- How are productivity relations with management and environmental conditions altered?
- Which components of agroforestry system design contribute the most to sustainability?
Soil Organic Carbon in Silvopasture with Native Warm Season Grasses (.pdf) J. Chris Smith, Soil Science, North Carolina State University, Raleigh, NC and Alan J. Franzluebbers, USDA-ARS, Raleigh, NC. 2016 Soil Science Society of America Poster 343-317.
Reducing Greenhouse Gas Emissions: The Agroforestry Way (video). Presentation given to the Sixth Annual Agroforestry Symposium, University of Missouri, January 2015 by Janet Chappell, North Carolina State University.
Agroforestry: USDA Reports to America, Fiscal Years 2011–2012 (In-Brief). From the United States Department of Agriculture. See page 11.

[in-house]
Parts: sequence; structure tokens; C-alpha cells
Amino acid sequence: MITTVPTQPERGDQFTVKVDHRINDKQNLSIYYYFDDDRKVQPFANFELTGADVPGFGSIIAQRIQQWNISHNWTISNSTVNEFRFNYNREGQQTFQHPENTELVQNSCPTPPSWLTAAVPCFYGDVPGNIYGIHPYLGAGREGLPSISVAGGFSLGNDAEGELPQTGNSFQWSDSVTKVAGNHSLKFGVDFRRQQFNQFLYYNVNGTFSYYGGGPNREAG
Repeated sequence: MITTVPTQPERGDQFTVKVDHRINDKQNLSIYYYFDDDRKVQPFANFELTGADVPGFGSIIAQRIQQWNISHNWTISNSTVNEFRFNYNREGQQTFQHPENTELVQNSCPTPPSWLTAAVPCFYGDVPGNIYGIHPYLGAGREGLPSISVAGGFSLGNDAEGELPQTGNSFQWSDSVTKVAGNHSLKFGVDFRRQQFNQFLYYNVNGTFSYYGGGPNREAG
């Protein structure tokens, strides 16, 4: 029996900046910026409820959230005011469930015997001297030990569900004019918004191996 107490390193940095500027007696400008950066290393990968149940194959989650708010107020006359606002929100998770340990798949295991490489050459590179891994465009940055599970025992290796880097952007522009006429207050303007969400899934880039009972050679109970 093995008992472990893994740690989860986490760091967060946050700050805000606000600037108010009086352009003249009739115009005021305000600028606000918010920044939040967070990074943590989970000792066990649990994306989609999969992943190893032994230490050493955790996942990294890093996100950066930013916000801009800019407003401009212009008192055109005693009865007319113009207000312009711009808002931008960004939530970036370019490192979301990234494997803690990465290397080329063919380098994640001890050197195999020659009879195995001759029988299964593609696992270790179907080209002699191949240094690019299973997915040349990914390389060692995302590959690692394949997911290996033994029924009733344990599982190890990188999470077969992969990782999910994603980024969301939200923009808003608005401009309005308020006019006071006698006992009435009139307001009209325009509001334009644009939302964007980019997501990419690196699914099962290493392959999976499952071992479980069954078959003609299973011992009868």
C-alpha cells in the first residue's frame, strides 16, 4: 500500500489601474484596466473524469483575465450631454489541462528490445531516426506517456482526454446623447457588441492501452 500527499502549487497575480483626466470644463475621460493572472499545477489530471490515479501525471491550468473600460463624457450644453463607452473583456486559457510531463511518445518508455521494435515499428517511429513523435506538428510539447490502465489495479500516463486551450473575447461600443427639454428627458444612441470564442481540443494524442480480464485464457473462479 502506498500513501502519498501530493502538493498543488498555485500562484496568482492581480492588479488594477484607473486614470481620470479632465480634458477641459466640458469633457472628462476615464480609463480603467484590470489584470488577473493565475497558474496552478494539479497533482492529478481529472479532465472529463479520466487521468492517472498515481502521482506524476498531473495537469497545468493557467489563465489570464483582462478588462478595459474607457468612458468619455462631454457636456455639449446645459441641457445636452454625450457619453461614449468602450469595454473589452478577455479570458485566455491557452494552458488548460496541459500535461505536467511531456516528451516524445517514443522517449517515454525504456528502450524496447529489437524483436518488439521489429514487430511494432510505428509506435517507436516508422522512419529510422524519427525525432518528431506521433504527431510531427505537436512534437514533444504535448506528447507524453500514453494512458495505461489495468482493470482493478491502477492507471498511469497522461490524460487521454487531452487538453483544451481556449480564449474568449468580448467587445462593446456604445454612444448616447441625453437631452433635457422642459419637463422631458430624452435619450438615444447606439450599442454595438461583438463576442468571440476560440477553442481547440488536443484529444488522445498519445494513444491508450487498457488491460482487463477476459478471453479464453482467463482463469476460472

NC Department of Agriculture and Consumer Services Staff Fight Hurricane Florence Floodwaters at CEFS’ Field Research, Education and Outreach Facility
Hurricane Florence is one of the worst storms to hit North Carolina, ever. CEFS' Field Research, Education, and Outreach Facility at Cherry Research Farm is located in Goldsboro, one of the hardest-hit areas of the state. NC Department of Agriculture and Consumer Services Research Station Manager Andy Meier and his crew have gone above and beyond -- as they always do in extreme situations -- to protect and care for livestock on the farm and minimize damage to crops and infrastructure.
Why would good agricultural land be planted to trees and then to pasture?
Dr. Alan Franzluebbers didn’t go looking for silvopasture; the practice was waiting for him. The research ecologist relocated four years ago to a position with North Carolina State University’s Department of Soil Science. Having researched pasture systems for more than a decade in Georgia, Franzluebbers inherited a silvopasture study already underway at the Center for Environmental Farming Systems in Goldsboro.